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a man after God’s own heart…
a theology of suffering (pt. 1 of 3)
Scripture for today’s sermon:
David’s “Wonderful” Life!
•Annointed king by Samuel (16:13)
•Killed Goliath and saved Israel (17:49-51)
•Fought successfully alongside King Saul (18:5-7)
What happened to “Wonderful”?
•Hated by King Saul (18:9)
•Saul tries to kill David (the first time)… (18:11)
•Saul plots to kill David (19:1)
•Saul tries to kill David (19:9-10)
•Saul sends men to watch David’s house so that he could kill him (19:11)
•David flees for his life (19:12)
This isn’t funny anymore…
•It’s starting to sink in for David (20:3)
•Falls into the hands of a foreign king (21:10-15)
•…taste and see that the LORD is good… (Psalm 34)
•Snitches come out of the woodwork (22:9; 23:19)
•David works in a little do-gooding… at great risk to himself (23:1-13)
He reached out to defend the weak and helpless.
•David spares Saul’s life (24:3-7)
David’s suffering and afflictions don’t end when Saul dies; he suffers throughout his life. But David is a man after God’s own heart.
•Don’t WoW! at David…. WoW! at God.
Suffering is not unique to David
•150,000 people die every day.
•Over 100 people die every minute.
•Most people die young and/or in agony.
A theology of suffering
Two questions often raised:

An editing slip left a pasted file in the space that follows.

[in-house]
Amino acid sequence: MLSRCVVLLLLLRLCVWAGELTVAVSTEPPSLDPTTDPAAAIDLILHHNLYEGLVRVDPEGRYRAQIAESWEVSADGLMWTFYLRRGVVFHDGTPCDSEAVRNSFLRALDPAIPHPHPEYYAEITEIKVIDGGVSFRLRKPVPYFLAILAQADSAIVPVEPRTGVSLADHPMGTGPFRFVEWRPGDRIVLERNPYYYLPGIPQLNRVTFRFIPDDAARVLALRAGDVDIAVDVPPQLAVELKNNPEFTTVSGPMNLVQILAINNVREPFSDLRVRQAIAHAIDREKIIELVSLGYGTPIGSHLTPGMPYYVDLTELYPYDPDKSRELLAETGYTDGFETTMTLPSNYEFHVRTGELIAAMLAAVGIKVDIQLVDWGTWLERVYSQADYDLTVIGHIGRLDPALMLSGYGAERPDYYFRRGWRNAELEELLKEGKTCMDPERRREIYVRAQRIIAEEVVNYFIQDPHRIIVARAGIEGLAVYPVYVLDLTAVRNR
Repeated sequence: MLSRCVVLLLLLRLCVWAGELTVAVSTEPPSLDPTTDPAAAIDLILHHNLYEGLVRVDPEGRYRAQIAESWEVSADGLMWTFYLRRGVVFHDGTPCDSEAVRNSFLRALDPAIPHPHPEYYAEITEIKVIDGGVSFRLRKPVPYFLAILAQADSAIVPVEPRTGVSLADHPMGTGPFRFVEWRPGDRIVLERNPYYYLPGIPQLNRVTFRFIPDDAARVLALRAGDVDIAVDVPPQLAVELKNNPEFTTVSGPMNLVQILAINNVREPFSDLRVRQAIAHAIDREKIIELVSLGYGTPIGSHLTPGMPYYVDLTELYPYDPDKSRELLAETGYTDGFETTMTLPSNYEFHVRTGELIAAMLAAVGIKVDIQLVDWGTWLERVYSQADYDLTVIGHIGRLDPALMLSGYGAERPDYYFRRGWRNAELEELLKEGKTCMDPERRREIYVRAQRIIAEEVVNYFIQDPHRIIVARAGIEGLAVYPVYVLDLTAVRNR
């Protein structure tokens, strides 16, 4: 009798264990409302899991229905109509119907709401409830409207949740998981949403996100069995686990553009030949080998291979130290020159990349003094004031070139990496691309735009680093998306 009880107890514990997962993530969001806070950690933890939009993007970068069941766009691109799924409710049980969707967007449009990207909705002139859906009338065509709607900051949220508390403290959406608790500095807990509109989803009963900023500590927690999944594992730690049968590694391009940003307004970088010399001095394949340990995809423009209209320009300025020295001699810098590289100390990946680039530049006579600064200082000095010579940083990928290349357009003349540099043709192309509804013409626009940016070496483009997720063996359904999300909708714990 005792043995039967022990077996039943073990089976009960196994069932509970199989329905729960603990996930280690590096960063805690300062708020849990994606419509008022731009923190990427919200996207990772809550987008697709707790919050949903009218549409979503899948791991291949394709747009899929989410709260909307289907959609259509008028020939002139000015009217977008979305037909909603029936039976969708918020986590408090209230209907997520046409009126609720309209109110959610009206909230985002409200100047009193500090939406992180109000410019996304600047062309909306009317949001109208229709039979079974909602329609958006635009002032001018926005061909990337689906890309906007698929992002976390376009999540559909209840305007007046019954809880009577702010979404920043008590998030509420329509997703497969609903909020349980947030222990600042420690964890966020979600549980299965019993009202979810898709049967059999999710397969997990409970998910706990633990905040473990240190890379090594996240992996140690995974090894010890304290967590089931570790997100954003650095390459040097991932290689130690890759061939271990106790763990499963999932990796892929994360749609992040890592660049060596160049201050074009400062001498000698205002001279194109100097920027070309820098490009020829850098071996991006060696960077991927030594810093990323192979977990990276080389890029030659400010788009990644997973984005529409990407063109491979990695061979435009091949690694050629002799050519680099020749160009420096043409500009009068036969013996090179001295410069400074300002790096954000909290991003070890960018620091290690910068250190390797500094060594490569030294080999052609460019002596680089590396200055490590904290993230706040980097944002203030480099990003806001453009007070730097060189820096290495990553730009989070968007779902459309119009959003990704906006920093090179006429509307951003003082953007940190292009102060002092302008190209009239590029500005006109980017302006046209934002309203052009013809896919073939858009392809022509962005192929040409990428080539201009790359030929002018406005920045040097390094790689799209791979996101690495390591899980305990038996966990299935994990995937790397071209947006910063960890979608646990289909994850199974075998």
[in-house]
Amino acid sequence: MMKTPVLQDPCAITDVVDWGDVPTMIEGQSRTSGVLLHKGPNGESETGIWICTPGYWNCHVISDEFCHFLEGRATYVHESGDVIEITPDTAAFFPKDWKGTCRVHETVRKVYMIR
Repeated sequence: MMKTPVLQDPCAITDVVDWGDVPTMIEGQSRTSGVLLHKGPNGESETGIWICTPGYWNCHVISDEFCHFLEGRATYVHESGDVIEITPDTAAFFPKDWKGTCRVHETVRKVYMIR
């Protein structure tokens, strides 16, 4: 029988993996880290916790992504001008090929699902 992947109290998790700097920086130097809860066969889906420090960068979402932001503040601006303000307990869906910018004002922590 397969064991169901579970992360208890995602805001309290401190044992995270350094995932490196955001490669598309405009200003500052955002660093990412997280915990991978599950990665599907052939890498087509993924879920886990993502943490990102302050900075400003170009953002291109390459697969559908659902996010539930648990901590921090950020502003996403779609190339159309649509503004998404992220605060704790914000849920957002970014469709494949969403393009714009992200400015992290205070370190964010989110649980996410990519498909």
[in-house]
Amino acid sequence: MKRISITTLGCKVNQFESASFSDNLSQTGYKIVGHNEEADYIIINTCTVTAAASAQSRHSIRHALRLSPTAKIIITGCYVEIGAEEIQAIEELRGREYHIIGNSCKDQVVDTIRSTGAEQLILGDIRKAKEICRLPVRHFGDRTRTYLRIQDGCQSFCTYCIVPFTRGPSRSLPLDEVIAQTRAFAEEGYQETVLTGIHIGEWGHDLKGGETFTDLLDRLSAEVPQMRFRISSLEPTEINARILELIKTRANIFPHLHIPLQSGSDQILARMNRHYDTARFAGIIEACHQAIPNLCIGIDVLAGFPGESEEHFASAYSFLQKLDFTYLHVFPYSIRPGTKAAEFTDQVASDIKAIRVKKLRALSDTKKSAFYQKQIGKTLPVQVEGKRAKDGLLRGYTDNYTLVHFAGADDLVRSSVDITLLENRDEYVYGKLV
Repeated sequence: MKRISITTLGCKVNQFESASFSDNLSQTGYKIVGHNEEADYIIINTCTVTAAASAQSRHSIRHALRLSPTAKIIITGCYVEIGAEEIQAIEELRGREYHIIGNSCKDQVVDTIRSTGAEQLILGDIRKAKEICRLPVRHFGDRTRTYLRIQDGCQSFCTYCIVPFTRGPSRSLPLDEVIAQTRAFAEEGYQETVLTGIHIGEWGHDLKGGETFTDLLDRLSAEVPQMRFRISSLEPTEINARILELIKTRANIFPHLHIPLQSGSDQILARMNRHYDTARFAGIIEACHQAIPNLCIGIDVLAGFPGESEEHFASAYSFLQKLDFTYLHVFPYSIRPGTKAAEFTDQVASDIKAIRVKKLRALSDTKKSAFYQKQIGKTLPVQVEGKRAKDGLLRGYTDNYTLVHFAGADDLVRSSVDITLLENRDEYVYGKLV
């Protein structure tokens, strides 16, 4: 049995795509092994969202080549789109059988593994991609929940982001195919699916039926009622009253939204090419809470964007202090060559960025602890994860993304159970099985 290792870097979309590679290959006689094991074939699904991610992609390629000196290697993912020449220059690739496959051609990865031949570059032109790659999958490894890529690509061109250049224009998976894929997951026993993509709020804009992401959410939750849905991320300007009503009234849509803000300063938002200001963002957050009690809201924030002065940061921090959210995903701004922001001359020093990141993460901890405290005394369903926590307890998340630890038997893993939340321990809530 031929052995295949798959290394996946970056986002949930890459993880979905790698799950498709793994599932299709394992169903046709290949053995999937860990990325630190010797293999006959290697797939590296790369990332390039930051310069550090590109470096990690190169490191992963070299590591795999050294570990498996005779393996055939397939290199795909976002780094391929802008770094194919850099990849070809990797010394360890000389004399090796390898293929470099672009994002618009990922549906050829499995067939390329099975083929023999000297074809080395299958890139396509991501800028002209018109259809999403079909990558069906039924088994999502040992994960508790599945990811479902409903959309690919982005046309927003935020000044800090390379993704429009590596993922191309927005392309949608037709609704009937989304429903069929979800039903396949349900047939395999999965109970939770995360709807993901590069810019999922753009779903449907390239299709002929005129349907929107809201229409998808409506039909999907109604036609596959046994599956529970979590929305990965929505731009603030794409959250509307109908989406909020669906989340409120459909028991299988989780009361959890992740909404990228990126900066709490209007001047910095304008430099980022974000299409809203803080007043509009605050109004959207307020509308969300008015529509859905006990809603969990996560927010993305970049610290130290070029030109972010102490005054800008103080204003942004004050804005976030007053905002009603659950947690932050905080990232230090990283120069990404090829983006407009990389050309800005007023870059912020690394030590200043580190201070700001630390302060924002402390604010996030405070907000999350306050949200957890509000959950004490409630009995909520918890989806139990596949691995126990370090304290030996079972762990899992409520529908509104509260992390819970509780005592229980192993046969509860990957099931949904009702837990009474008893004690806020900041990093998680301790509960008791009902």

1.IF God is so loving, then why is there suffering in the world?
2.Why do bad things happen to good people?
Should we differentiate between “Christian” suffering (persecution, etc.) and “Common” suffering (sickness, natural disaster, etc.)?
■No – Paul didn’t differentiate. (2 Corinthians 11:23b-28, 12:10)
■ALL suffering has the potential to make Christ look valuable or valueless; worthy or worthless.
■Suffering is an essential part of the Christian life. (Acts 14:21-22, 1 Thessalonians 3:2-4, 2 Timothy 3:12-13, Romans 8:15-17, Matthew 10:25, John 15:20)
If your life’s ambition is to avoid suffering – to be happy and comfortable by worldly standards – then you will perish and suffer forever. (Luke 6:24-26, Luke 14:33, Mark 8:34-37)
For the Christian, all suffering is suffering with Christ and for Christ.
Doesn’t Satan cause us to suffer?
■I thought God wanted us to have joy?
■Why suffering? What does it accomplish?